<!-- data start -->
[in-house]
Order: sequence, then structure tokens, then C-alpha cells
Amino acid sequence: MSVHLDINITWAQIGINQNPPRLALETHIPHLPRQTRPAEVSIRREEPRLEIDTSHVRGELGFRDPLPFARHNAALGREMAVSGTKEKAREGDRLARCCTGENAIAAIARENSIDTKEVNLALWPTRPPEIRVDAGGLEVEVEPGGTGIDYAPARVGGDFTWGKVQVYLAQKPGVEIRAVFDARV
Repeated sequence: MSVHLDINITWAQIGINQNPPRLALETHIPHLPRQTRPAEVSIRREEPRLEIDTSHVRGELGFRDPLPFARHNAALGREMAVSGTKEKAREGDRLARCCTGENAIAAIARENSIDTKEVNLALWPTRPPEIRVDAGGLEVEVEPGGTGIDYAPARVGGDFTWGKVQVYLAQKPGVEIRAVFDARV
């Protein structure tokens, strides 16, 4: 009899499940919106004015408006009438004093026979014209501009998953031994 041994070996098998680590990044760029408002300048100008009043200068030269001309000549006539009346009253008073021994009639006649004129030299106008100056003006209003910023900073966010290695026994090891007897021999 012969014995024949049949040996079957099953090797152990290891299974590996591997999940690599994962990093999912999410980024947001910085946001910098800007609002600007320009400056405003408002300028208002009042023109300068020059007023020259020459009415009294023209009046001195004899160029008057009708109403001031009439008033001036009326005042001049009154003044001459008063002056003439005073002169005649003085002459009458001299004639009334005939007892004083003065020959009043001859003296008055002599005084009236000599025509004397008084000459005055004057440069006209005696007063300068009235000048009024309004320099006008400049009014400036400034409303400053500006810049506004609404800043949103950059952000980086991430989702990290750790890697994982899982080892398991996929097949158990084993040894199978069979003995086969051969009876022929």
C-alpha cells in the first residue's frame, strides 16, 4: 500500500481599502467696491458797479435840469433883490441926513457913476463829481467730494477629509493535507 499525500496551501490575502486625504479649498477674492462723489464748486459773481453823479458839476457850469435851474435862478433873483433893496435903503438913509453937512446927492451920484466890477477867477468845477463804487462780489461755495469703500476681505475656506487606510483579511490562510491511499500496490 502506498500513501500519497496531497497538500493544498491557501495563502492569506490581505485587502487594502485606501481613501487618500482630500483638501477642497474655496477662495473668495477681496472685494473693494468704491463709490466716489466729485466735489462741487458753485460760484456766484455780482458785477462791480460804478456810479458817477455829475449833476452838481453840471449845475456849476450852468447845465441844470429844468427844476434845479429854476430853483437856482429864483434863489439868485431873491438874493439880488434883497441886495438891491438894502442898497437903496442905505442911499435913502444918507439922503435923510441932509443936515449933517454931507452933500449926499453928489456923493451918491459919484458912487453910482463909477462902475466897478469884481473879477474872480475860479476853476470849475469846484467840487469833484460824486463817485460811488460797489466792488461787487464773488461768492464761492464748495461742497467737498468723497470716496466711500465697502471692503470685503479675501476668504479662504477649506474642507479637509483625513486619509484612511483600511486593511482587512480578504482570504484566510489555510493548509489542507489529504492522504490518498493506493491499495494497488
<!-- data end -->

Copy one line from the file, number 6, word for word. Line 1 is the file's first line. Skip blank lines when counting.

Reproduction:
C-alpha cells in the first residue's frame, strides 16, 4: 500500500481599502467696491458797479435840469433883490441926513457913476463829481467730494477629509493535507 499525500496551501490575502486625504479649498477674492462723489464748486459773481453823479458839476457850469435851474435862478433873483433893496435903503438913509453937512446927492451920484466890477477867477468845477463804487462780489461755495469703500476681505475656506487606510483579511490562510491511499500496490 502506498500513501500519497496531497497538500493544498491557501495563502492569506490581505485587502487594502485606501481613501487618500482630500483638501477642497474655496477662495473668495477681496472685494473693494468704491463709490466716489466729485466735489462741487458753485460760484456766484455780482458785477462791480460804478456810479458817477455829475449833476452838481453840471449845475456849476450852468447845465441844470429844468427844476434845479429854476430853483437856482429864483434863489439868485431873491438874493439880488434883497441886495438891491438894502442898497437903496442905505442911499435913502444918507439922503435923510441932509443936515449933517454931507452933500449926499453928489456923493451918491459919484458912487453910482463909477462902475466897478469884481473879477474872480475860479476853476470849475469846484467840487469833484460824486463817485460811488460797489466792488461787487464773488461768492464761492464748495461742497467737498468723497470716496466711500465697502471692503470685503479675501476668504479662504477649506474642507479637509483625513486619509484612511483600511486593511482587512480578504482570504484566510489555510493548509489542507489529504492522504490518498493506493491499495494497488